Configuring the corporate development environment

A properly configured workstation means a more productive developer. System architects must work closely with corporate IT departments to ensure proper setup for the new .NET framework.

Companies with a small number of developers working on simple applications consume more overhead than necessary on configuring development workstations and an integrated development environment. Unfortunately, most companies start “small and simple” and expect their development environment to somehow magically scale to support robust development efforts. Sadly, this is not the case. Careful planning is necessary to ensure a productive environment.

System architects must take an active role in planning the configuration and management of the environment used to develop software. Their efforts have a direct bearing on the developer’s ability to produce quality software in a timely manner. More importantly, a development process with a focus on code management provides the benefits of reusability and an opportunity to protect the company’s core code assets. Let’s look at the three key elements of every .NET development environment—development workstations, development servers, and development procedures.

Development workstations
For .NET developers, all workstations should be running Windows 2000 Professional or Windows XP. I recommend that my clients give their developers machines with at least 1.0-GHZ Pentium III processors and 256 MB of RAM. This is faster than the average developer’s machine, but not state of the art. Most developers would benefit more from having a laptop and/or an additional monitor than from additional processors or memory. Laptops allow developers to work together in groups during design meetings or take the machines home at night to work on a difficult problem. An additional monitor lets them write code on one monitor while viewing the help system on another, or step through code on one monitor while seeing the result of the executing code on another. The ideal development environment for .NET requires machines with slightly more RAM, processor cycles, and disk space than the average workstation.

Developers working on Web applications or Web services must have a local Web server for use during development. In addition, the Microsoft Database Engine (MSDE) should be running to allow developers to build and test via local databases, stored procedures, triggers, and so on. MSDE includes all of the functionality of the more resource-intensive SQL Server 2000 Workstation, but it has no licensing cost and limits performance with more than five connections.

In many corporate environments, all data access is managed by centrally developed and maintained stored procedures called from data objects coded by database-focused developers. In these environments, the data-component authors should be encouraged to develop deployment packages that allow developers to download the latest versions of the components and setup scripts and set them up on their own local workstations. Install Visual Studio on each of the workstations, but consider installing MSDN on a central server where it can be updated in one place as new files are added (unless the workstations are laptops, in which case they’ll need local copies to allow access to help when disconnected). If you need to support applications running on Visual Studio 6.0, ensure VS 6 is installed with the latest service pack (version 5) before installing Visual Studio .NET. Finally, install the latest service packs for all of the workstation tools, including .NET Framework service packs, SQL Server service packs, and IIS service packs.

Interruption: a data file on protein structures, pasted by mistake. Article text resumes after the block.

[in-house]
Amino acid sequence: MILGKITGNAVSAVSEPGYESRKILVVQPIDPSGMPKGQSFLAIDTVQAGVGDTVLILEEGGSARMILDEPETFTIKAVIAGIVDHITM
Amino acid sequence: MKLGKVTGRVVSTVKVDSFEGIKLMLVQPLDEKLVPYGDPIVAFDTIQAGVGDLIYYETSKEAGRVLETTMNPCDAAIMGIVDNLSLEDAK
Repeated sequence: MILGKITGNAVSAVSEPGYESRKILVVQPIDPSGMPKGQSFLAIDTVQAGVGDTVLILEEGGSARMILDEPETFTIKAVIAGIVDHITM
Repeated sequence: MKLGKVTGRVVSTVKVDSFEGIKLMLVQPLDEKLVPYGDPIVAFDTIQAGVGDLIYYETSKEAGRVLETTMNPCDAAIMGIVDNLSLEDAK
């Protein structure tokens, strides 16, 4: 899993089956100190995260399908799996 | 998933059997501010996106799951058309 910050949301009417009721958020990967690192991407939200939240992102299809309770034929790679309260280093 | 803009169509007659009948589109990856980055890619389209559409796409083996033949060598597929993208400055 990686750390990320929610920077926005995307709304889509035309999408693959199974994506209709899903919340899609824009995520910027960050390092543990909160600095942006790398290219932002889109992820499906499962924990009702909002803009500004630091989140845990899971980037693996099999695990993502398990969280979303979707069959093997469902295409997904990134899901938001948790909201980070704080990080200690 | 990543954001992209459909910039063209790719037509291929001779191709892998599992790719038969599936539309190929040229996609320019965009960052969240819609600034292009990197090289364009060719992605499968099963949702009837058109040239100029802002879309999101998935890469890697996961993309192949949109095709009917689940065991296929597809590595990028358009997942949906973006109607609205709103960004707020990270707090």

Development servers
Even if your individual workstations are configured to allow developers to create and test their projects locally, you must have a central location for developers to test the interactions between system components. At a minimum you need a shared Web server, a shared database server, and a source code management/build server with Visual Source Safe (VSS) or another source code management system. Ideally, the workstations and the shared development servers will exist in test domains similar to the deployment environment. If the deployment environment is a single domain, place the development servers in a development domain that is separate from the company’s core operational domain. This allows for user- and group-accounts creation to test security scenarios without needing to clear it with the company’s system engineering group. If a datacenter has database servers and Web servers in different domains for security reasons, you can simulate this environment with local development servers. The earlier you test against a development environment that simulates the production environment, the earlier you can detect and repair security-related bugs.

Development procedures
Creating the right development environment is only half the battle, however. You must have agreed-upon development standards for all developers to follow. For example, developers should be trained to use the source code management system and be expected to follow the rules for checking software in and out and for managing software versions. Once past the prototyping phase, the code your developers check in at the end of a workday should compile properly and facilitate building a version of the software every night. Having a nightly build procedure encourages developers to focus on tying up all the loose ends in a section of code before moving on to work on something else. The shared VSS and build server can be configured to automatically perform the nightly build and distribute the latest version of the code to the quality assurance group so that they can start working with the latest build the next morning.


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